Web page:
Helping people and nature coexist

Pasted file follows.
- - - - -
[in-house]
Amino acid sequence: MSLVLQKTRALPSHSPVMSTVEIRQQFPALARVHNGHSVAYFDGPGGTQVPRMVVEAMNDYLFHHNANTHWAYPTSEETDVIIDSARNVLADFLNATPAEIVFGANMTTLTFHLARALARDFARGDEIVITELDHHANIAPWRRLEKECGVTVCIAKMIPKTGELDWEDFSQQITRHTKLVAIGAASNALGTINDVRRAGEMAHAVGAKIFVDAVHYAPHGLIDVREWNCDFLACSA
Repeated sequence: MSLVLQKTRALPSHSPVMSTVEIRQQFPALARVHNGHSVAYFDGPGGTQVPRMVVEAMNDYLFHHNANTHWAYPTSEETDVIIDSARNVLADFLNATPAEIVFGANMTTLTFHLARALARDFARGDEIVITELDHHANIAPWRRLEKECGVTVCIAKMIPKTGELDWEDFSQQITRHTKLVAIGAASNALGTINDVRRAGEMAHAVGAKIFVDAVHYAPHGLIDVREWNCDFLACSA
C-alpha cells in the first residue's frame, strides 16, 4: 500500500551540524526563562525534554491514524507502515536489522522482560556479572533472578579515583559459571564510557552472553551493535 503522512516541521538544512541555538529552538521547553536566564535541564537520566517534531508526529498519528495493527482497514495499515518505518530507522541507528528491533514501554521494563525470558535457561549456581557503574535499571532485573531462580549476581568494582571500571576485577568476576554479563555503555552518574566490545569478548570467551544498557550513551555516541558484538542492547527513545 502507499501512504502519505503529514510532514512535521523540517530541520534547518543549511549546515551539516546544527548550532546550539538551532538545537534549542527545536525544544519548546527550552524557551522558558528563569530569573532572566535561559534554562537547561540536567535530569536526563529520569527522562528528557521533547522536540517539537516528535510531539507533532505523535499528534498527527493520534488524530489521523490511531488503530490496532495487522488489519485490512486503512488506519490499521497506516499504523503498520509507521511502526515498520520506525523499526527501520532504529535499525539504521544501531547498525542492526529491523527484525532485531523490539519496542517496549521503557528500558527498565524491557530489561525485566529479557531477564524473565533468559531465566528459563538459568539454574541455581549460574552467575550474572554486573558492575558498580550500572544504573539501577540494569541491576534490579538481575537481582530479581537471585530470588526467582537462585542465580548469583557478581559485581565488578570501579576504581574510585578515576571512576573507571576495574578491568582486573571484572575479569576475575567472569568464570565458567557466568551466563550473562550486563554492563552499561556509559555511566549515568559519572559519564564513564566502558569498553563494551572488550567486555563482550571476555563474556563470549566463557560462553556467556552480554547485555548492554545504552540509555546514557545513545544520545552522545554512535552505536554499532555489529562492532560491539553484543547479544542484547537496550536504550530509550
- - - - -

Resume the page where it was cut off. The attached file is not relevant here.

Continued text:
first_img13 June 2005Friday’s launch of the Kruger to Canyons (K2C) Biosphere Reserve near Hoedspruit is seen as an important step in the economic development of the central lowveld region, which straddles the boundary between Limpopo and Mpumalanga.Stretching from the Blyde River Canyon to the Kruger National Park, the biosphere will incorporate the 1.5-million people, mainly rural poor, who live there. It is the fourth internationally recognised biosphere in South Africa. The others are in the Koegelberg, West Coast and Waterberg regions. In September 2001 Kruger to Canyons was registered by the United Nations Education, Scientific and Cultural Organisation (Unesco) as the the 411th biosphere reserve in 94 countries worldwide, under its International Man and Biosphere Programme.According to the programme, biosphere reserves are regions where internationally important protected areas, like the Kruger National Park, lie next to human settlements.People in the area may have been displaced when the reserves were declared, remaining on the margins and increasing pressure on local resources, exposing entire ecosystems to stress.Restricted or prohibited access to communities’ historic resource base may have changed land-use patterns for the worse.The people living in the Kruger to Canyons reserve are predominantly black (97%), unskilled, illiterate and rurally based.Morgan Lewele, chairperson of the biosphere initiative, said the launch came after seven years of consultations between all involved.“The realisation that we all have a responsibility to protect the environment has created a common bond between us,” Lewele said at the launch. “Our mission will be to maintain the K2C biosphere as an eminent conservation and development model.”Public meetings were held during the consultation process, where biosphere components such as core areas, buffer zones and transitional regions were identified.At the launch, a Unesco certificate confirming Kruger to Canyon’s biosphere status was handed to Collins Chabane, Limpopo MEC for the environment.Chabane told the gathering that the biosphere reserve concept sought to place environmental protection at the centre of economic development. Ecotourism was expected to create a large number of jobs, he said.He also announced the launch of an educational programme to promote environmental protection and the responsible use of natural resources.“We have not merely inherited this land from our forefathers; we’ve borrowed it from our children,” Chabane said.The reserveSouth Africa is the third most biologically diverse country in the world, according to the World Conservation Monitoring Centre. The K2C biosphere contains widely diverse landscapes, ranging from 300m above sea level in the east to over 2 000m in the Drakensburg Escarpment.Kruger to Canyons is the third-largest biosphere in the world. It is home to game, commercial and crop farming, tourism and related enterprises, as well as 149 mammal, 510 bird and 57 fish species.The average rainfall ranges from 368mm a year to 3 000mm on the plateau. These two factors help create a wide variety of habitats and niches for flora and fauna.The K2C covers three biomes: savannah woodlands, afromontane forests and montane grasslands. These protected areas cover some 4.8-million hectares, including transfrontier and escarpment regions.These make up a unique constellation of public, provincial, private reserves and natural resource areas. Man and biosphereIn terms of Unesco’s Man and Biosphere Programme, biosphere reserves offer political processes to stimulate the sustainable use of resources within a framework of economic empowerment and growth.The philosophy is one of development and public participation through education, training and involvement in research and monitoring.A biosphere reserve has three roles:Development, combining conservation with the sustainable use of the ecosystem to benefit local communities.Conservation, protecting local genetic resources, plant and animal species, and ecosystems and landscapes of value to maintain biological diversity.Logistic support, providing research, monitoring education and training opportunities through exchanges organised within the framework of Unesco’s international network.Each biosphere reserve has three zones: a core area devoted to strict protection, a delineated buffer zone where only activities compatible with conservation objectives can take place, and a transition zone used for sustainable resource management in cooperation with local communities.DevelopmentThe 1.5-million people living in the K2C area are predominantly black (97%), unskilled and rurally based. There are huge social and economic inequalities.Most of the people live in poor-rural conditions: only 50% functional literacy, high levels of male absenteeism, low direct incomes and a high percentage of young people.Ninety percent live outside urban areas, compared with a national average of 35%. Some 20% of the population is under the age of four, and half are under 15 years old.A high proportion of the population is not economically active, with households relying on subsistence farming, old-age pensions and remittances from relatives working outside the area to survive.Limpopo has the lowest per capita income of the provinces in South Africa and the highest unemployment rate: almost 51% of the rural population is jobless.There are a number of development initiatives under way in the Kruger to Canyons region. They range from broad empowerment to the transfer of ownership and conversion of marginal agricultural land to commercially viable ecotourism destinations, such as the governmental Phalaborwa sub-corridor initiative, to the establishment and registration of a new community school, the Hope School.There is an effort to establish what will probably be the last consolidation of privately owned game lands into an official nature reserve in the Central Lowveld region, the Blyde-Olifants Conservancy.Part of this effort is the inclusion of local community interests through the Maburuburung Trust.SouthAfrica.info reporter Want to use this article in your publication or on your website?See: Using SAinfo materiallast_img